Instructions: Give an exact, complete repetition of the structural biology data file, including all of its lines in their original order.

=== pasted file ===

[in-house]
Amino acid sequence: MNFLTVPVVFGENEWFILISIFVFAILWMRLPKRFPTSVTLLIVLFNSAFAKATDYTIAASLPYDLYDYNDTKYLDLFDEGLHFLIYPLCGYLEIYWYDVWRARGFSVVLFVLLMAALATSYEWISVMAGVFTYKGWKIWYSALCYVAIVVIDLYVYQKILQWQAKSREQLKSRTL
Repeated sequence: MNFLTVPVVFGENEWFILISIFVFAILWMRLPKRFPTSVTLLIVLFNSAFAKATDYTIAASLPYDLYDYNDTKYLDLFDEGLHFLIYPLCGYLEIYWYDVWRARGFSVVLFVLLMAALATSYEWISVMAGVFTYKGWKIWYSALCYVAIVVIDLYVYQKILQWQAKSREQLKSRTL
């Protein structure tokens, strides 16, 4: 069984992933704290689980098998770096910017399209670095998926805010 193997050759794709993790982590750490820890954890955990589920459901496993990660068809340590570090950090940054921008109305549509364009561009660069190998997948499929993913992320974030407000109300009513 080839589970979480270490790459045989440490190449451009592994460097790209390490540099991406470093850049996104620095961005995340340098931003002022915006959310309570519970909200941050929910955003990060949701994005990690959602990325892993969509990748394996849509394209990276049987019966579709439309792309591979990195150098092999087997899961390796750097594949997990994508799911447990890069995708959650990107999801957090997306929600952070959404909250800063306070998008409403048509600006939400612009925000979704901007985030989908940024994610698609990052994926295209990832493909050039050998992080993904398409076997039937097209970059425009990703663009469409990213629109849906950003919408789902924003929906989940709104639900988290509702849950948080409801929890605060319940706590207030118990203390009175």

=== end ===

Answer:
[in-house]
Amino acid sequence: MNFLTVPVVFGENEWFILISIFVFAILWMRLPKRFPTSVTLLIVLFNSAFAKATDYTIAASLPYDLYDYNDTKYLDLFDEGLHFLIYPLCGYLEIYWYDVWRARGFSVVLFVLLMAALATSYEWISVMAGVFTYKGWKIWYSALCYVAIVVIDLYVYQKILQWQAKSREQLKSRTL
Repeated sequence: MNFLTVPVVFGENEWFILISIFVFAILWMRLPKRFPTSVTLLIVLFNSAFAKATDYTIAASLPYDLYDYNDTKYLDLFDEGLHFLIYPLCGYLEIYWYDVWRARGFSVVLFVLLMAALATSYEWISVMAGVFTYKGWKIWYSALCYVAIVVIDLYVYQKILQWQAKSREQLKSRTL
């Protein structure tokens, strides 16, 4: 069984992933704290689980098998770096910017399209670095998926805010 193997050759794709993790982590750490820890954890955990589920459901496993990660068809340590570090950090940054921008109305549509364009561009660069190998997948499929993913992320974030407000109300009513 080839589970979480270490790459045989440490190449451009592994460097790209390490540099991406470093850049996104620095961005995340340098931003002022915006959310309570519970909200941050929910955003990060949701994005990690959602990325892993969509990748394996849509394209990276049987019966579709439309792309591979990195150098092999087997899961390796750097594949997990994508799911447990890069995708959650990107999801957090997306929600952070959404909250800063306070998008409403048509600006939400612009925000979704901007985030989908940024994610698609990052994926295209990832493909050039050998992080993904398409076997039937097209970059425009990703663009469409990213629109849906950003919408789902924003929906989940709104639900988290509702849950948080409801929890605060319940706590207030118990203390009175």